Vitalité's teams are community-specific "operational models" that provide doctors with the support they need, said Parent, noting 71 per cent of the health network's family doctors have enrolled within less than a year.

Every team is connected to its own referral group responsible for quickly guiding patients to the right service provider, according to the report, which covers April to June 2024.

"The objective is to provide access to service within five days along with enhanced follow-up by developing an interconnected system," it states.

International recruitment may include Vietnam

Meanwhile, international recruitment efforts continue, said vice-president of employee experience Frédéric Finn.

Vitalité representatives attended job fairs in Morocco, France and Belgium in the fourth quarter of 2023–2024. Nearly 200 potential hires were identified at these events, and Finn said the recruitment team is working to confirm them.

Additional missions are planned for Morocco, France, Belgium and Tunisia this summer and fall.

"And a new market we're exploring with our partners at Department of Health and [Post-Secondary Education, Training and] Labour is Vietnam, which has a large sort of French as a second language component," Finn told CBC. "So it could be a potential pool for us that we haven't quite tapped into yet."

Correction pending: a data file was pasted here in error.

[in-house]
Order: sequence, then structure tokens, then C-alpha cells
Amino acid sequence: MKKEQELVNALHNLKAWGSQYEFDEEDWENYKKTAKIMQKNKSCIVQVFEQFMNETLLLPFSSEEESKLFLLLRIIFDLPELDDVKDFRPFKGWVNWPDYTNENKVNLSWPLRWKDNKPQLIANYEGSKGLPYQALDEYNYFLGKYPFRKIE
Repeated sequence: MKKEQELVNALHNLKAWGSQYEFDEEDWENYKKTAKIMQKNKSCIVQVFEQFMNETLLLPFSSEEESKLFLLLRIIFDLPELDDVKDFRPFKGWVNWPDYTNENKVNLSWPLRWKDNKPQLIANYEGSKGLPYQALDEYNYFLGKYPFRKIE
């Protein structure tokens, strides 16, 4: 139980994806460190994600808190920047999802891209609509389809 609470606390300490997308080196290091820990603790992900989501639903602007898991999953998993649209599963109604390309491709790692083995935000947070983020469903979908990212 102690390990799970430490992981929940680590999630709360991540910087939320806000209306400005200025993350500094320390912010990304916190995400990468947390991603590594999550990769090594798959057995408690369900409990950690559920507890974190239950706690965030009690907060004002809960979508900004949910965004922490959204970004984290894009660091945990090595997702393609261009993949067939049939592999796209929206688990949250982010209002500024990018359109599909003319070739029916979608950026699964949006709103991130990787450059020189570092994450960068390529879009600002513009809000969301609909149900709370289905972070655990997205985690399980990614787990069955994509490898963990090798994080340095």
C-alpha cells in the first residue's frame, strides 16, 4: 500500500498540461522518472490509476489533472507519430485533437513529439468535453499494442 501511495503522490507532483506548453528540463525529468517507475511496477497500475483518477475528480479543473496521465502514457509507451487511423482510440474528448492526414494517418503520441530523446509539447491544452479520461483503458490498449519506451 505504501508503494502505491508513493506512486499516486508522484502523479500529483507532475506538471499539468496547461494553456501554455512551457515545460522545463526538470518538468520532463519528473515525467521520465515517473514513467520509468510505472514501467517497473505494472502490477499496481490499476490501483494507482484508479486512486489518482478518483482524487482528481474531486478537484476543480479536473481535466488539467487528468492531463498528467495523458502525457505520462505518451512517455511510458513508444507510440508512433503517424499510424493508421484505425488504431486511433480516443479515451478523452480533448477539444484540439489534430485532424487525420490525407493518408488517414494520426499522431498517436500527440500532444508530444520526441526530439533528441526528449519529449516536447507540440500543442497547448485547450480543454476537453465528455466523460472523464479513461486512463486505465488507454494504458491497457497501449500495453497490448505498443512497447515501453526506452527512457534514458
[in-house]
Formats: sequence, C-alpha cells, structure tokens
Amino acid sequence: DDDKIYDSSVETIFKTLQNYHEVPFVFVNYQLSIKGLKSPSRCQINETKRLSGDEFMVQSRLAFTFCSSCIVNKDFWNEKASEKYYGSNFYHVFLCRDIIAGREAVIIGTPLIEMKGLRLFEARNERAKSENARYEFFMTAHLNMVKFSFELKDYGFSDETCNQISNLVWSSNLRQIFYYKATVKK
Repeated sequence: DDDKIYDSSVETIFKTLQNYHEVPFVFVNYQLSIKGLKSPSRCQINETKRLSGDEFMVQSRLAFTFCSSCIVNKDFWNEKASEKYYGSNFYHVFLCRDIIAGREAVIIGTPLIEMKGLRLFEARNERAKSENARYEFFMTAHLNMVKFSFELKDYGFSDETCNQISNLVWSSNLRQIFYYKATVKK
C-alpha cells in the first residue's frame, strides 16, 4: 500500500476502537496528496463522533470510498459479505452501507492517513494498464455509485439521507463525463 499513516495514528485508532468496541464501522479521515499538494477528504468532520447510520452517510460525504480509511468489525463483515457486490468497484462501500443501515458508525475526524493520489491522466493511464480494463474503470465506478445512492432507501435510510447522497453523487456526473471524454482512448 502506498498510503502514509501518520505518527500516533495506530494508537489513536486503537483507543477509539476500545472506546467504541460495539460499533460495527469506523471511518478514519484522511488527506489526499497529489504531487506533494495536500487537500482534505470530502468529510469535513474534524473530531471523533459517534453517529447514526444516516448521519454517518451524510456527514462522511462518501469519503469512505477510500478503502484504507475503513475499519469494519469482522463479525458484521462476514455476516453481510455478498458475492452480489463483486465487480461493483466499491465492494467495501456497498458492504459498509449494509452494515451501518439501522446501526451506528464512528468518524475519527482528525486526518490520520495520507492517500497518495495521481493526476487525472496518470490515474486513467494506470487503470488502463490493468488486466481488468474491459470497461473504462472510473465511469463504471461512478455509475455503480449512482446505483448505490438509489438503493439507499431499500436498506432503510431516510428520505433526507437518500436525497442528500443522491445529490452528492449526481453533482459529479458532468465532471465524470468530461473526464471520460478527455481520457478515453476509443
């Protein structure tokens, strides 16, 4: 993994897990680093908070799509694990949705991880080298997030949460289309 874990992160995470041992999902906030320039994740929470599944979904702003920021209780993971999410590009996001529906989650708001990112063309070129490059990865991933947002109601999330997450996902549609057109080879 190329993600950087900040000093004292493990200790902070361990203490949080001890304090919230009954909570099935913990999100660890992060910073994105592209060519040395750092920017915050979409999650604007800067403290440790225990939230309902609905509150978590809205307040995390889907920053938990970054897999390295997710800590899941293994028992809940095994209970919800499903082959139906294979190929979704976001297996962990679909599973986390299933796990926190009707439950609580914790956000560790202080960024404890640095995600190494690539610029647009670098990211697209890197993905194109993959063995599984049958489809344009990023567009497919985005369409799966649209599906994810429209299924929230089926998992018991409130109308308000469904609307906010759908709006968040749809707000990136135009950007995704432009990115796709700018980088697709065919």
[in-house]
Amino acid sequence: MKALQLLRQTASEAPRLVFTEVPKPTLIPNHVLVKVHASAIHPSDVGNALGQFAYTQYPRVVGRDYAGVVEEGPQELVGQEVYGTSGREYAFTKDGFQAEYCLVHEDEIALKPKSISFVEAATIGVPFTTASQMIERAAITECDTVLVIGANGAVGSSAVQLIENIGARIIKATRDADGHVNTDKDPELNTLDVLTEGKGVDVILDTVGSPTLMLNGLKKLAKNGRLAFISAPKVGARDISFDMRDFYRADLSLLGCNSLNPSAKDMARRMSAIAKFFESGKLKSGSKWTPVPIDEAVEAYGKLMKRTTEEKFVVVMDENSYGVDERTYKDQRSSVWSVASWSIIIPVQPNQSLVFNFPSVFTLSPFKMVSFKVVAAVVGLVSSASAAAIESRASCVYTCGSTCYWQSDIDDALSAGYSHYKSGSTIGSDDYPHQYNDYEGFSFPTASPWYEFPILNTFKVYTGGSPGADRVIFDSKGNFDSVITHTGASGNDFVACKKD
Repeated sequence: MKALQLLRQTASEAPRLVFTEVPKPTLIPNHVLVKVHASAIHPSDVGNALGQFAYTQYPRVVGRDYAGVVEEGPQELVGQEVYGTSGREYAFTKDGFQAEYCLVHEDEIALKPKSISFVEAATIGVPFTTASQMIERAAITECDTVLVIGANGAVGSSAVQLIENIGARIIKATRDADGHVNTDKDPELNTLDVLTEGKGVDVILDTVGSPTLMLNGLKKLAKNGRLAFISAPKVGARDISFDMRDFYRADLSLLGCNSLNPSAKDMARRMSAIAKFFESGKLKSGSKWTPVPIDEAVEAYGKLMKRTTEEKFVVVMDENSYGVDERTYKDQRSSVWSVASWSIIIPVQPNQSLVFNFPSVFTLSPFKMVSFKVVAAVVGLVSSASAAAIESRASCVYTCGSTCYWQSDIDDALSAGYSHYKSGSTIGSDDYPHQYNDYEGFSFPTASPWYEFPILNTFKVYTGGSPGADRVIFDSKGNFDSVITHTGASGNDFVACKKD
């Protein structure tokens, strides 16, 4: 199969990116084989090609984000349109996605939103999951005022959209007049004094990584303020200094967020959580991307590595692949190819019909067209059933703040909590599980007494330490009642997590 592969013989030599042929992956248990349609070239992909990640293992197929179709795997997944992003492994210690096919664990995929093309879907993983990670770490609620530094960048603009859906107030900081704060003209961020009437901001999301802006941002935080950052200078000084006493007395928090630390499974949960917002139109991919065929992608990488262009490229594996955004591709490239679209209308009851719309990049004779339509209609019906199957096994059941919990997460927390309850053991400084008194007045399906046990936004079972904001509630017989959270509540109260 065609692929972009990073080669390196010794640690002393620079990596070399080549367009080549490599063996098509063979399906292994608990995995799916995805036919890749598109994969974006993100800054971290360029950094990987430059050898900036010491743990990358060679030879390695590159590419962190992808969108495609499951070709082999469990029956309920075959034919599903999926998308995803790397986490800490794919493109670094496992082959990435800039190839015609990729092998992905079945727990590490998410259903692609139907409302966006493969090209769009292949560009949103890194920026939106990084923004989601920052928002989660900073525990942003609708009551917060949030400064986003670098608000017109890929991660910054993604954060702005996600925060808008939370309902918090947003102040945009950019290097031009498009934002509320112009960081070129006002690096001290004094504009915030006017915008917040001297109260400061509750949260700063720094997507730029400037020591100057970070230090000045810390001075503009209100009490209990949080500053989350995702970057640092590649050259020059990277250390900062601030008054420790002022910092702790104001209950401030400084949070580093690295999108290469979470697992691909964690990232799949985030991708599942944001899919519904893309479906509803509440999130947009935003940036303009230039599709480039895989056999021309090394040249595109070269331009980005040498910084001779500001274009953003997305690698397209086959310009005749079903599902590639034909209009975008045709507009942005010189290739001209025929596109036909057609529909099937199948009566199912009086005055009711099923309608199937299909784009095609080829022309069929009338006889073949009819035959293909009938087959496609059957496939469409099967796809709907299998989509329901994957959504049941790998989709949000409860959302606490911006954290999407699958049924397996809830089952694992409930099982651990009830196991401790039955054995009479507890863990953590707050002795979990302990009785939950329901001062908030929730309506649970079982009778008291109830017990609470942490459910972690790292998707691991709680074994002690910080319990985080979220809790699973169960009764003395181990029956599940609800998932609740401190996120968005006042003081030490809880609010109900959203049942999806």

He could not immediately say how much Vitalité has spent on travel, or how much more it plans to spend.

166 international recruits

But between April 1, 2023 and March 31, 2024, 166 international recruits accepted job offers, he said. Of those, about 100 have already started working as patient care attendants until they're accredited as registered nurses.

Vitalité has also created an immigration support service for new international employees, to "promote a smooth integration and ensure retention," said Finn.

Four immigration advisors, two administrative assistants and a team leader ensure compliance with immigration laws, regulations and policies. They also provide pre-arrival information sessions covering various aspects of life in Canada, help finding accommodations and childcare, and job search support for spouses.

Vitalité has 435 international employees on temporary work permits, including international recruits, as well as students or other international candidates recruited locally. That's about seven per cent of all staff, said Finn.

"And it is going to increase in the next few years because we know that the domestic supply is not enough for all our needs."